13 August 2021
(Non-)Probability Samples in the Social Sciencesonline course
The main objective of the course is to provide students with a full overview of the history, theoretical foundations, critical arguments, and accumulated empirical evidence surrounding the debate about probability and nonprobability sample surveys. A focus will be on real-world examples of why and how the choice of sample type matters, including topics such as gender data gap, election polling debacles, and the role that surveys can have in supporting versus debunking fake news. In addition to discussing these topics, the course will provide students with an in-depth understanding of the conditions under which probability and nonprobability samples can provide useful data to answer social scientific research questions (so-called "fit-for-purpose" designs), including hands-on recommendations and excercises on how to design your own (hypothetical) research study.
Dr. Carina Cornesse is a post-doctoral researcher in survey methodology at the University of Mannheim and co-director of the project “Recruiting Probability-Based Online Panels: Cost-Efficiency and Data Quality” at MZES.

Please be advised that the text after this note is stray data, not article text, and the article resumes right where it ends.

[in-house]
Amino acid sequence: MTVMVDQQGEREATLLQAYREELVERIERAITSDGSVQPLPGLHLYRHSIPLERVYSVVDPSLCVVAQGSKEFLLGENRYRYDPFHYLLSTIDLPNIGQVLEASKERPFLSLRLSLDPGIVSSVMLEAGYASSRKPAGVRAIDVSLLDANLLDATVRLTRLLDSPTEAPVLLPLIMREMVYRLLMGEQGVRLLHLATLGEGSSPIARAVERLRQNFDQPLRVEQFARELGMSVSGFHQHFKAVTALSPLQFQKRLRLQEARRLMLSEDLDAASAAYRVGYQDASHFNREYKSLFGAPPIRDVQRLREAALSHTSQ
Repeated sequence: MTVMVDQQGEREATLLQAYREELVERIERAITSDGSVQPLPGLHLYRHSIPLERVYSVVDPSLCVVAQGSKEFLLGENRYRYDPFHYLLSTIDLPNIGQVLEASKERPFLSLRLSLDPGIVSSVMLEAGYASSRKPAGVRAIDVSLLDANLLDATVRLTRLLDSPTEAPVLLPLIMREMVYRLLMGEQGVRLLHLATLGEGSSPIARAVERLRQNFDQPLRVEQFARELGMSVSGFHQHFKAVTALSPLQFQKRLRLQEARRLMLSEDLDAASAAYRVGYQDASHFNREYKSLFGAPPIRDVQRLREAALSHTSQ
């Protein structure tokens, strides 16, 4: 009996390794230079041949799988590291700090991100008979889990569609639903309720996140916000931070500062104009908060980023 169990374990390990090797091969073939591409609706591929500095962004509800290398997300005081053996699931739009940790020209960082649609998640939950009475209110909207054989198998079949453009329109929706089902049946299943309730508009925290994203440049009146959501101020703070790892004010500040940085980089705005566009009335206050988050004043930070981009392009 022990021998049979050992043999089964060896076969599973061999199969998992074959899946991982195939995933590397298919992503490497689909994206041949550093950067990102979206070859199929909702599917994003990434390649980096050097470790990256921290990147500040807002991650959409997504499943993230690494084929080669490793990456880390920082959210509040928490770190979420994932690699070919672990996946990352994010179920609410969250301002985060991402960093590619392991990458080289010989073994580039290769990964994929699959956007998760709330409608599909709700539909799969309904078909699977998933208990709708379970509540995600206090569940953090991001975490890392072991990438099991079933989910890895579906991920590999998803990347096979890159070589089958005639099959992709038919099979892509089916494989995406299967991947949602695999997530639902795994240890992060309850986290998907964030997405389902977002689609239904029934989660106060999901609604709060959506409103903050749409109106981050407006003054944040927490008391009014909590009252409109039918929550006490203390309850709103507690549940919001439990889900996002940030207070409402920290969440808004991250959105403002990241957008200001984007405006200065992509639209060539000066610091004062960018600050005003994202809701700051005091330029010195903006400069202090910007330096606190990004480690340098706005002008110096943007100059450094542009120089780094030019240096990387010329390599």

Participants will find the course useful if:
- they would like to get a full picture of the debate about probability and nonprobability sample surveys
- they plan to design their own research study and need to choose a sample type
- Basic knowledge of introductory statistics (e.g., descriptive statistics, basic regression analysis)
- Basic conceptual understanding of survey data collection (e.g., survey lifecycle, Total Survey Error framework)
- Basic understanding of sampling theory and/or survey weighting procedures is desirable, but not strictly necessary.
By the end of the course participants will:
- have a full overview of the history, theoretical foundations, critical arguments, and accumulated empirical evidence surrounding the debate about probability and nonprobability sample surveys
- possess the necessary skills to evaluate whether any given sample is fit for the purpose of answering a particular research question
- be able to choose an appropriate sample type when designing their own social scientific research studies
- Certificate of attendance issued upon completion.
- 4 ECTS credit points via the University of Mannheim for regular attendance and satisfactory work on daily assignments and for submitting a paper of about 5000 words to the lecturer(s) up to 4 weeks after the end of the summer school (50 EUR administration fee).
EUR 400: Student/PhD student rate.
EUR 600: Academic/non-profit rate.
The rates include the tuition fee and the course materials.
Scholarships covering the participation fee are available from the German Academic Exchange Service (DAAD).